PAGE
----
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JUN
6
2 YEARS

Anti-SAG-AFTRA Lawsuit Raises Many Issues, Targets Union Leadership (Analysis)

The suit filed by former SAG president Ed Asner and others bears down on the union’s top two staffers -- and comes just after the start of the SAG-AFTRA election process.

SAG AFTRA One Union Logo - H 2012

A recent lawsuit filed against SAG-AFTRA by disgruntled members is structured as a direct attack on national executive director David White and chief administrative officer and general counsel Duncan Crabtree-Ireland, according to a copy of the suit obtained by The Hollywood Reporter

“The instant action was filed because SAG-AFTRA has resisted all efforts to obtain accountability and transparency in Union finances,” the plaintiffs' attorney Helena Sunny Wise told THR in an email. In that context, White and/or Crabtree-Ireland are portrayed as motivating forces behind an array of alleged improper practices relating to foreign royalties and residuals and are mentioned 49 times in the 52-page page document.

“To put it mildly,” Wise said, “inquiring minds want to know.”

“SAG-AFTRA is a very transparent organization,” Crabtree-Ireland responded in an email. “Public annual reports with extreme detail running to hundreds of pages are filed with the Department of Labor and the IRS and are available online to all. [In addition], the union has provided comprehensive information in related class-action litigation [filed by Ken Osmond] that resulted in a [judicially approved] settlement.”

He added, “The plaintiffs -- self-designated and not elected by anyone -- have nonetheless been offered access to review requested information, which they have declined to exercise. Instead, five months (later), the plaintiffs filed a lawsuit.”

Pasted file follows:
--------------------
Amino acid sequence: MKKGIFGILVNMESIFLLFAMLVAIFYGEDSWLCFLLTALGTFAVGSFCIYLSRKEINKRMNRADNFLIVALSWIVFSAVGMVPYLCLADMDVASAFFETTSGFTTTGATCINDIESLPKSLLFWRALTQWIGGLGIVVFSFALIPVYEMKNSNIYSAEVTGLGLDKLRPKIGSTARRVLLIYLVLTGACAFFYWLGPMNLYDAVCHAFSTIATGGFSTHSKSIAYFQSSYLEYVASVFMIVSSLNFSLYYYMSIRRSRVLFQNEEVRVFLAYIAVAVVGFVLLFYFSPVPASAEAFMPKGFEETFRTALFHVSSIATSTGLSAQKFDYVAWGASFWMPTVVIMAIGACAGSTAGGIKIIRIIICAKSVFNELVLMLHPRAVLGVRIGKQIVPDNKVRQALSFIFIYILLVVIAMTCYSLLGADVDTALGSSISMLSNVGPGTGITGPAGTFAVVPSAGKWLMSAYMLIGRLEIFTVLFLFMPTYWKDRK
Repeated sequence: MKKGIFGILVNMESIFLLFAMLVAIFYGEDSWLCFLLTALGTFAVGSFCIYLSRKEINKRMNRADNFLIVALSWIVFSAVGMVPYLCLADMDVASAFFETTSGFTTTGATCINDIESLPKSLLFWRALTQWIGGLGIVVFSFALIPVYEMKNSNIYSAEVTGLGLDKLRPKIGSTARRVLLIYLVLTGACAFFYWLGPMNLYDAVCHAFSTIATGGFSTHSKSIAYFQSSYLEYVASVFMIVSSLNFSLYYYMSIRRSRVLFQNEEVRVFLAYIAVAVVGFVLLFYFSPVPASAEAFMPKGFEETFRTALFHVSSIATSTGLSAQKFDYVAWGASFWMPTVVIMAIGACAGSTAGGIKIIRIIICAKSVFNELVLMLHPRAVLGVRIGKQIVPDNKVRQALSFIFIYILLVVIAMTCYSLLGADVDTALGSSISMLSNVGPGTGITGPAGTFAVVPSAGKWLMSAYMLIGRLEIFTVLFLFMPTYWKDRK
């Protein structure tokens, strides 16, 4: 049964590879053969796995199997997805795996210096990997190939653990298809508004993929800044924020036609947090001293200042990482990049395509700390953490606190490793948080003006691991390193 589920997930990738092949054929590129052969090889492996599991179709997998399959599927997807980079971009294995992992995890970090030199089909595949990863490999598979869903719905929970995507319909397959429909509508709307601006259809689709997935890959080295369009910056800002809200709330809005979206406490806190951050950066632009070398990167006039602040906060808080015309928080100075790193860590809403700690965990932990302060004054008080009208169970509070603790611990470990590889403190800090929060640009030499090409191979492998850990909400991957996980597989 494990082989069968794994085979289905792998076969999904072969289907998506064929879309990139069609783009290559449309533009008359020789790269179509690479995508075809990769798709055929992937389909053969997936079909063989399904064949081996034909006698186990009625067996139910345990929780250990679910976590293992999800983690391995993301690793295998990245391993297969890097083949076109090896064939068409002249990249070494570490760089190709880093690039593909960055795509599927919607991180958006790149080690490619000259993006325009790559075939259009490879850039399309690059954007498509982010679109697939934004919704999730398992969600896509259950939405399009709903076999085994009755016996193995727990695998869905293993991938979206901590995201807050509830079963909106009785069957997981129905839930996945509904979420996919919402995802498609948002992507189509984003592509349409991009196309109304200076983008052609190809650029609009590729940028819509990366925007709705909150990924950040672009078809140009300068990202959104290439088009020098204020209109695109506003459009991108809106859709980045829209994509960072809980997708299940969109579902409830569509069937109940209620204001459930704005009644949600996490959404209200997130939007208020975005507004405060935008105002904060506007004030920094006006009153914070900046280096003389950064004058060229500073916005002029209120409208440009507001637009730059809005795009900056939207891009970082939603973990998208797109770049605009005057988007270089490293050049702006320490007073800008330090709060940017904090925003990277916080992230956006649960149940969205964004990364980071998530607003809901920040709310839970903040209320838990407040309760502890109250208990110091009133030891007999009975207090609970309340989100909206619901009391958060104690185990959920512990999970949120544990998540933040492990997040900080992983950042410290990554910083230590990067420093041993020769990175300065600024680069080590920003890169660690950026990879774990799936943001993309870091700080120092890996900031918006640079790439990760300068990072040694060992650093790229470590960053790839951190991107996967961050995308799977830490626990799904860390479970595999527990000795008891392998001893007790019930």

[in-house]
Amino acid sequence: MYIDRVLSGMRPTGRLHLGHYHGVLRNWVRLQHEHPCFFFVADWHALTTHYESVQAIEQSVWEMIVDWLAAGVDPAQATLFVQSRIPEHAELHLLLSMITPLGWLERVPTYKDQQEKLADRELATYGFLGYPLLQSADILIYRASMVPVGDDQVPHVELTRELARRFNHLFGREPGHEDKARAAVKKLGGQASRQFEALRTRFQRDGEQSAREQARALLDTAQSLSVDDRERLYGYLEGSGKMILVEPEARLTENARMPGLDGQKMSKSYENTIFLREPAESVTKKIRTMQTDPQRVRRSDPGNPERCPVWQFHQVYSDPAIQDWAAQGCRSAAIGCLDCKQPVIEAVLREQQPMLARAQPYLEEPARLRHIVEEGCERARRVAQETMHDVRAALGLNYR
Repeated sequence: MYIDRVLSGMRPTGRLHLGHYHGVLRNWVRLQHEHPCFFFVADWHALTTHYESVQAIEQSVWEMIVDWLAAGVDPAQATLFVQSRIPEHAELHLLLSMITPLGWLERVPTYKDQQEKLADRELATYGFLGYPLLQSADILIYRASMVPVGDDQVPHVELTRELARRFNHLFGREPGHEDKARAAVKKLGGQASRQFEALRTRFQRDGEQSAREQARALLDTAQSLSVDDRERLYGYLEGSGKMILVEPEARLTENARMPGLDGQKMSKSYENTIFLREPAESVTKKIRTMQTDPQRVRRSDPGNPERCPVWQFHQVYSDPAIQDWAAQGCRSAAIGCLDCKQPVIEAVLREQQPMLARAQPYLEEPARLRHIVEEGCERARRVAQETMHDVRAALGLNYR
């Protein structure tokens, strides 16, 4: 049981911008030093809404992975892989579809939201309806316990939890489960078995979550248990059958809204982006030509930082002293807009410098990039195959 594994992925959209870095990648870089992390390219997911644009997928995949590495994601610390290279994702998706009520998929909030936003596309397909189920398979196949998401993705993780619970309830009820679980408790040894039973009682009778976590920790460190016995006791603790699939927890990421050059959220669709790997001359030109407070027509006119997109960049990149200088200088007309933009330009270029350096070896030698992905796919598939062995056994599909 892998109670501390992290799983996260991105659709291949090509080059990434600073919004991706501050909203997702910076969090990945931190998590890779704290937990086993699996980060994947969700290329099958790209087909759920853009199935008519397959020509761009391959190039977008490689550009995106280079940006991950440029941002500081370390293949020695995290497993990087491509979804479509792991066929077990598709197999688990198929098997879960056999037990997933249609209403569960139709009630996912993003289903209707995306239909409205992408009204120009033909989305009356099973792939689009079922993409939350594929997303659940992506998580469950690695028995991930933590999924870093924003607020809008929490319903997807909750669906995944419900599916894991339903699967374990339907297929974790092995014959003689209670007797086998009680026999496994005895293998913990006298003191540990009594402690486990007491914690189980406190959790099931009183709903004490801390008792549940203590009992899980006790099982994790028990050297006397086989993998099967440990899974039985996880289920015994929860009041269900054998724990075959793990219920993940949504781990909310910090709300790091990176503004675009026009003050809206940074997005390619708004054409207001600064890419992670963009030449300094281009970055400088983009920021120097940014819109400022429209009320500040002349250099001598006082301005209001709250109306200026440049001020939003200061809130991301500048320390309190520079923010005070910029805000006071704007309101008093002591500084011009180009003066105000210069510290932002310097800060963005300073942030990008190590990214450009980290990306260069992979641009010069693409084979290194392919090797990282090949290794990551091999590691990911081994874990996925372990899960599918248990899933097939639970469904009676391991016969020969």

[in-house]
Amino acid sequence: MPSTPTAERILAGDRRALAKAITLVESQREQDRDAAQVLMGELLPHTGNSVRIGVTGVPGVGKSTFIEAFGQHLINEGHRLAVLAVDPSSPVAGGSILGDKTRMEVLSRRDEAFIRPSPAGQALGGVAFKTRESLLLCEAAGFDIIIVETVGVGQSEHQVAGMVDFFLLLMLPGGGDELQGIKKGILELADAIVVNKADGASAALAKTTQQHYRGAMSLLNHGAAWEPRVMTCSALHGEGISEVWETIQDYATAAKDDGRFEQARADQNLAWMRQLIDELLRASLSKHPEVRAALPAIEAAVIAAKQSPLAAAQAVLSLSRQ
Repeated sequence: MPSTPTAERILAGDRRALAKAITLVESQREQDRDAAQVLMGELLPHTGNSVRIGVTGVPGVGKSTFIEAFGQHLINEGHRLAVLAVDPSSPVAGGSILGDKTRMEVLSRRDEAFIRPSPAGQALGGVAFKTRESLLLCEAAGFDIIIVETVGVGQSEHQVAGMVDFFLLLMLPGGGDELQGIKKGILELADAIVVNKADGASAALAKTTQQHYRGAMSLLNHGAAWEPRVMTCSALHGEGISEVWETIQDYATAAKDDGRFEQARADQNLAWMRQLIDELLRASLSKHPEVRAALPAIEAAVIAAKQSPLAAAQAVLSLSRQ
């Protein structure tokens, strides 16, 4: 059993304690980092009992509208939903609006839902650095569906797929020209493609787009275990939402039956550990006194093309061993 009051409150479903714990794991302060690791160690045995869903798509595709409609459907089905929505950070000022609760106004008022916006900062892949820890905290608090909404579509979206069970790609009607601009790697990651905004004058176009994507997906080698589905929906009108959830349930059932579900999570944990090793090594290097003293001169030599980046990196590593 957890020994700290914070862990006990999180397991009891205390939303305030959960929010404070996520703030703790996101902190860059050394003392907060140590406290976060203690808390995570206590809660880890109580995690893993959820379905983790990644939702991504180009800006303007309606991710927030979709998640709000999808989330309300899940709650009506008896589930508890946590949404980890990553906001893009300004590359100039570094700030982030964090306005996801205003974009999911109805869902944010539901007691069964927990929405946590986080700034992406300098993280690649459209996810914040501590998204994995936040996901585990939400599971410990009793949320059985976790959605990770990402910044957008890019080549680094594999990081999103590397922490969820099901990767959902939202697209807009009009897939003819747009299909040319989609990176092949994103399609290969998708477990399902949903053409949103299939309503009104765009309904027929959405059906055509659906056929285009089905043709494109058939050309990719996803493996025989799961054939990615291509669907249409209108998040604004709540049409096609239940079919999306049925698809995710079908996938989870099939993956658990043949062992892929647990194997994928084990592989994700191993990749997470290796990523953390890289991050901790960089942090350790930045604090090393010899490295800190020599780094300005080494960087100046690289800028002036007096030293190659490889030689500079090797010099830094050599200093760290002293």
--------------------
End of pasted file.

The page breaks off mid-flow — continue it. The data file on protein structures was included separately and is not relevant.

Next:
Some cited grievances against White and Crabtree-Ireland date back to 2002, when White was general counsel of the organization under the leadership of then-national executive director Robert Pisano, and Crabtree-Ireland was on the legal staff.

White and Crabtree-Ireland are not named as defendants in the suit, but they probably will be: The complaint (read it in full here), filed on behalf of former SAG president Ed Asner and others, seeks court permission to add “the appropriate offending officers, employees, agents, Consultants, and representatives of SAG-AFTRA” as defendants.

The sheer length of the complaint and breadth of its assertions all but guarantee a lengthy and expensive litigation process. For that reason, THR is presenting an extended analysis of the complaint and SAG-AFTRA’s response. Although many readers will find the detail mind-numbing, those who are concerned about the matters discussed will, we hope, welcome the in-depth examination.

The thrust of the complaint is that the union has operated its foreign royalties program incompetently and in a manner designed to improperly funnel money into the union's general fund.

Crabtree-Ireland responded that this contention had already been raised in the prior Osmond case and said, “The whole reason for the existence of the foreign royalties program is to collect money and get it in the hands of our members, and SAG-AFTRA and SAG have done exactly that.” He added, “More than $15 million has been distributed so far to performers, and if the union hadn’t claimed those funds when we did, they would have been lost to our members forever due to foreign-collecting-society claim deadlines.”

The complaint also accuses the union of acting to “solidify and whitewash the collection, disbursement and retention of Foreign Royalties and Residuals.”

“Once accountability and transparency is achieved,” Wise said, “Plaintiffs will pursue all avenues for relief envisioned by Congress, the Department of Labor and the Judiciary, including, if appropriate, a housecleaning, reimbursement of inappropriate expenditures, and criminal sanctions.”

“The claim that the union is not being transparent is patently false,” Crabtree-Ireland fired back. “The fact that (the plaintiffs) ignored the opportunity to meet and instead simply filed a lawsuit demonstrates that they are not really interested in transparency, but rather appear to be interested in filing unnecessary litigation.”

The suit asks for an accounting, examination of books and records, injunctions, damages, punitive damages, attorneys fees and expenses and “establishment of an independent body to collect and pay all Foreign Royalties subject to Court supervision.”

The practices complained of in the litigation include issues related to last year’s union merger, union endorsement of residuals checks, delays in residuals processing, alleged failure to locate easily locatable residuals recipients and more.